Updated Urban Tree Canopy Assessment Reaffirms Critically Low Tree Cover in Northeast Ohio

City of Cleveland and Cuyahoga County Remain Far Below National Averages, Impacting Public Health and Costing Millions

The Cuyahoga County Planning Commission released an updated Urban Tree Canopy Assessment for the City of Cleveland and Cuyahoga County, which shows that the tree canopy cover of both the City of Cleveland and Cuyahoga County decreased since 2013 and remains far below levels considered adequate to receive the health and wellness benefits of trees. The assessment is an update of a previous study released in 2013. Tree canopy cover –  the layer of leaves, branches, and trunks of trees that cover the ground when viewed from above – in Cuyahoga County decreased 6% (from 37% to 35% of county land area), and in the City of Cleveland decreased 5% (from 19% to 18% of city land area). Compared to urban areas nationwide, Cuyahoga County tree canopy cover is lower than the U.S. average of 39%, and Cuyahoga County may be losing tree canopy at a faster rate than average (canopy loss in U.S. urban areas over a similar time frame was estimated by a recent study to be 1%).

This updated assessment reinforces the urgency and importance of the efforts of the Cleveland Tree Coalition to increase the region’s tree canopy. The Cleveland Tree Coalition is a collaborative group of public, private and community stakeholders that have partnered with the City of Cleveland and Cuyahoga County to rebuild our urban forest through the development and implementation of the Cleveland Tree Plan. The Coalition has set a goal of  increasing Cleveland’s tree canopy to 30% by 2040.

“This data shows that we need to greatly increase our efforts to address this issue,” said Jill Koski, president and CEO of Holden Forests & Gardens, one of the supporting organizations of the Cleveland Tree Plan.  “The strong commitments made by Cuyahoga County and the City of Cleveland are critical building blocks in our efforts, but now we need the participation of thousands of others in the community to reach our goals.”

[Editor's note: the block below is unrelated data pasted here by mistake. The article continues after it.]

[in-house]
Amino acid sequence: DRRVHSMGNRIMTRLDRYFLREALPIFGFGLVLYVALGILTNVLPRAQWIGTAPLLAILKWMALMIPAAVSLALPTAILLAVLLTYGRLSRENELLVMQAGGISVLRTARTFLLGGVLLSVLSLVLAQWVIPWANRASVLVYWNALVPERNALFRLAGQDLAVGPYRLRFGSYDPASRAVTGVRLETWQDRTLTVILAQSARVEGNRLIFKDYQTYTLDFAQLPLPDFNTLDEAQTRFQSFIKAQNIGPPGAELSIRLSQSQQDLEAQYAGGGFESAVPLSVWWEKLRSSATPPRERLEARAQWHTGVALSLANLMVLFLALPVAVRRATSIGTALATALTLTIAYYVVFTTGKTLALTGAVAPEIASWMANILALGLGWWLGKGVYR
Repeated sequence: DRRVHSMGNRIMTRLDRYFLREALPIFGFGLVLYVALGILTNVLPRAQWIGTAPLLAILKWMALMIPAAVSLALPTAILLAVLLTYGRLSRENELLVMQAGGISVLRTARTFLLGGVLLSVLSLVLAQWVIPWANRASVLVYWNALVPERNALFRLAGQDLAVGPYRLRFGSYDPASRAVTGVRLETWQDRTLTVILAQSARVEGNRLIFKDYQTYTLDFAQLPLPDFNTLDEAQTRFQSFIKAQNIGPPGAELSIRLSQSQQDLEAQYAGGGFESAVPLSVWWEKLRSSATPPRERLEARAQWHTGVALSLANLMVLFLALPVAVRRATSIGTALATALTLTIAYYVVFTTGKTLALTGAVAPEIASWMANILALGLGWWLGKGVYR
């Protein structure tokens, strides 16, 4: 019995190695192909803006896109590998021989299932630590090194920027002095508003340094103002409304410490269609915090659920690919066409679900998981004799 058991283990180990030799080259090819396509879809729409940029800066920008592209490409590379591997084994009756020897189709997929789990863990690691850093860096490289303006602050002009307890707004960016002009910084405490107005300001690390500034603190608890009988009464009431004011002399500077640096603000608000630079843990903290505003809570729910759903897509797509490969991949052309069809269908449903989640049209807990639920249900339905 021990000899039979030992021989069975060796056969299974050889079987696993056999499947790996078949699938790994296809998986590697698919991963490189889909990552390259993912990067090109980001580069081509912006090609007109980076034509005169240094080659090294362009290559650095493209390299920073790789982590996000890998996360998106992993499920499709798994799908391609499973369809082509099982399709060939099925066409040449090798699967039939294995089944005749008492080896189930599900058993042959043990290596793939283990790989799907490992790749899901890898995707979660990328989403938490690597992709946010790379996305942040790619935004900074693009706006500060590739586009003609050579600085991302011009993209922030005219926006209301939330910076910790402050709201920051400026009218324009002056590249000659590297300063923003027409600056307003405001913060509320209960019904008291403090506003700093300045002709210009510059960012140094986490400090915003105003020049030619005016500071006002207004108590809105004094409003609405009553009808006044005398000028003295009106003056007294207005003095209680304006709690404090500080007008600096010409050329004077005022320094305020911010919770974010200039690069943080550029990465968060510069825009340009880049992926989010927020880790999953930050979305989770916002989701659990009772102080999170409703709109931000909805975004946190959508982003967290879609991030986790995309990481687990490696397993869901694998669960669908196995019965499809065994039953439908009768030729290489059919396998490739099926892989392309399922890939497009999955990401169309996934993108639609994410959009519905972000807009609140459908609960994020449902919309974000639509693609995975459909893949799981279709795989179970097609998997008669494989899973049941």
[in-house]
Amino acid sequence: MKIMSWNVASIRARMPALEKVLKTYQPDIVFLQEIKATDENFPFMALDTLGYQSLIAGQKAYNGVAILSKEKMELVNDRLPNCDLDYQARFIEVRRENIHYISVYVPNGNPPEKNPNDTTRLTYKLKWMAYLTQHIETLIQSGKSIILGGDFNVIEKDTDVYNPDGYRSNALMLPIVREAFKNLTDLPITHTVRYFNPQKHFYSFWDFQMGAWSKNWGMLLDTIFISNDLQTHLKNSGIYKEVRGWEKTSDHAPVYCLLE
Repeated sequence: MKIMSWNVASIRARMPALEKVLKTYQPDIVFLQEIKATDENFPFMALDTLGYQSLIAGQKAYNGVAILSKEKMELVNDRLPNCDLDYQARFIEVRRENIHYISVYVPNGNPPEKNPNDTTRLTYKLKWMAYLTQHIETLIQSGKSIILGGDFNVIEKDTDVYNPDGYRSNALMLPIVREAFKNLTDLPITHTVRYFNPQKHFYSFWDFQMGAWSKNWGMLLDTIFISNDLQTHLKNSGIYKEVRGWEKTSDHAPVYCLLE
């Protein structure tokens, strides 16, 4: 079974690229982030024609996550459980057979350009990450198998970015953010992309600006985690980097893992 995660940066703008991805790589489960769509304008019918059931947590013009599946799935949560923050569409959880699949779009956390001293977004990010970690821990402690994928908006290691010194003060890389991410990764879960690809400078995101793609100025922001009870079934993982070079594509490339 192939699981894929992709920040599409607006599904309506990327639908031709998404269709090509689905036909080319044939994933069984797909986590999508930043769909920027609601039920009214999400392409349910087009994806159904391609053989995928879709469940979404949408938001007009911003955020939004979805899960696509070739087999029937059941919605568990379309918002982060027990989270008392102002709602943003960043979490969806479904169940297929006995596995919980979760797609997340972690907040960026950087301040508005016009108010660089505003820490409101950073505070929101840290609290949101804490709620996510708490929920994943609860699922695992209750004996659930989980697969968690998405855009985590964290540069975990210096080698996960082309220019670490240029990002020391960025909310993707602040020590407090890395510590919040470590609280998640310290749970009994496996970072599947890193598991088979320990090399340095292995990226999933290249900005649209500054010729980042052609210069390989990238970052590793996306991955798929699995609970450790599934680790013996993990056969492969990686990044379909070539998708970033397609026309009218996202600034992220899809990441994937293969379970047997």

“Trees make our neighborhoods safer, healthier and more valuable,” said Rich Cochran, president and CEO of Western Reserve Land Conservancy.  “Trees are far more important than we ever realized. The science is now clear; in the context of cities, trees are essential to human health and happiness.  This report shows that despite increased efforts of late, much more work needs to be done. We need to plant 10 times as many trees per year to reach our goals.”

The Cleveland Tree Coalition was formed after the release of the initial Cuyahoga County Urban Tree Assessment (2013) and the Cleveland Tree Plan (2015) to address the critical need to increase the region’s tree canopy. Implementation of the Cleveland Tree Plan continues. This updated assessment makes it clear that the goals and actions set forth by the original plan must be implemented to preserve our urban forest and protect the future health and resilience of Cuyahoga County communities.

Countless studies confirm the many benefits of a healthy urban forest. Trees improve air quality by removing pollution from the air and reducing respiratory illnesses such as asthma, especially among children. Trees improve water quality by reducing stormwater runoff to sewers. Trees reduce energy costs by lowering urban temperatures and providing shade in the summer. Trees increase property values. Cleveland’s tree canopy, limited as it is, provides $28 million in benefits to the city each year.

The Cleveland Tree Coalition applauds the recent financial commitments made by Cuyahoga County Executive Armond Budish and Cleveland Mayor Frank Jackson. Cuyahoga County plans to invest $5 million over five years to support the region’s tree canopy.  The Cuyahoga County Healthy Tree Canopy Grant Program recently announced awards totaling $950,000 to 26 projects sponsored by municipalities, neighborhoods, and nonprofits. The City of Cleveland committed to investing $10 million over ten years to plant trees in Cleveland neighborhoods.